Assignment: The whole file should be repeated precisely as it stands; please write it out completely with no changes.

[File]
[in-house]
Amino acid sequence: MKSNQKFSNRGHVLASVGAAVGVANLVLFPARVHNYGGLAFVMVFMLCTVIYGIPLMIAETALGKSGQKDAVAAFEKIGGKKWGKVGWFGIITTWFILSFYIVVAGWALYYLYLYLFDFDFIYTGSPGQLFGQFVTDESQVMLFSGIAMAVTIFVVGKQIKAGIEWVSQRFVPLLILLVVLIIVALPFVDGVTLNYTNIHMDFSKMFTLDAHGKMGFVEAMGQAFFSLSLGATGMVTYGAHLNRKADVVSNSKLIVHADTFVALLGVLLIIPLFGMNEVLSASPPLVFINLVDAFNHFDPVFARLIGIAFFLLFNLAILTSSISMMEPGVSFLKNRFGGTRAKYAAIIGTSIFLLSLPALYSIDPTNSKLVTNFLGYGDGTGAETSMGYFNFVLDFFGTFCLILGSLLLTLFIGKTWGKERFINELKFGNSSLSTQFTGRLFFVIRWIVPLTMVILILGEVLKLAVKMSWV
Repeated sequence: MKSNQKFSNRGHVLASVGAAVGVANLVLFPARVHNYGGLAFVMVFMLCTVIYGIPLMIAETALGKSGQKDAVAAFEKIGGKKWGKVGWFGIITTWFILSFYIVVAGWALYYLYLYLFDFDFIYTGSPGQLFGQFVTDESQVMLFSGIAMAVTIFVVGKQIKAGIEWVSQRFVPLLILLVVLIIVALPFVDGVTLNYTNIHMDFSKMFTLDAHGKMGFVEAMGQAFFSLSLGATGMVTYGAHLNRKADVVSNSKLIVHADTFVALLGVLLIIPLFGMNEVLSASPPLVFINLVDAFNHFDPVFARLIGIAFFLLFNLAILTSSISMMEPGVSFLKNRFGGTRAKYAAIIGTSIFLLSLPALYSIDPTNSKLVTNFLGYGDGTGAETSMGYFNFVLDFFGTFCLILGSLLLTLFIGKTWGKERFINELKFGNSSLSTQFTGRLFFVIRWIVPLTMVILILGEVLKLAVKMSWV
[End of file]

[in-house]
Amino acid sequence: MKSNQKFSNRGHVLASVGAAVGVANLVLFPARVHNYGGLAFVMVFMLCTVIYGIPLMIAETALGKSGQKDAVAAFEKIGGKKWGKVGWFGIITTWFILSFYIVVAGWALYYLYLYLFDFDFIYTGSPGQLFGQFVTDESQVMLFSGIAMAVTIFVVGKQIKAGIEWVSQRFVPLLILLVVLIIVALPFVDGVTLNYTNIHMDFSKMFTLDAHGKMGFVEAMGQAFFSLSLGATGMVTYGAHLNRKADVVSNSKLIVHADTFVALLGVLLIIPLFGMNEVLSASPPLVFINLVDAFNHFDPVFARLIGIAFFLLFNLAILTSSISMMEPGVSFLKNRFGGTRAKYAAIIGTSIFLLSLPALYSIDPTNSKLVTNFLGYGDGTGAETSMGYFNFVLDFFGTFCLILGSLLLTLFIGKTWGKERFINELKFGNSSLSTQFTGRLFFVIRWIVPLTMVILILGEVLKLAVKMSWV
Repeated sequence: MKSNQKFSNRGHVLASVGAAVGVANLVLFPARVHNYGGLAFVMVFMLCTVIYGIPLMIAETALGKSGQKDAVAAFEKIGGKKWGKVGWFGIITTWFILSFYIVVAGWALYYLYLYLFDFDFIYTGSPGQLFGQFVTDESQVMLFSGIAMAVTIFVVGKQIKAGIEWVSQRFVPLLILLVVLIIVALPFVDGVTLNYTNIHMDFSKMFTLDAHGKMGFVEAMGQAFFSLSLGATGMVTYGAHLNRKADVVSNSKLIVHADTFVALLGVLLIIPLFGMNEVLSASPPLVFINLVDAFNHFDPVFARLIGIAFFLLFNLAILTSSISMMEPGVSFLKNRFGGTRAKYAAIIGTSIFLLSLPALYSIDPTNSKLVTNFLGYGDGTGAETSMGYFNFVLDFFGTFCLILGSLLLTLFIGKTWGKERFINELKFGNSSLSTQFTGRLFFVIRWIVPLTMVILILGEVLKLAVKMSWV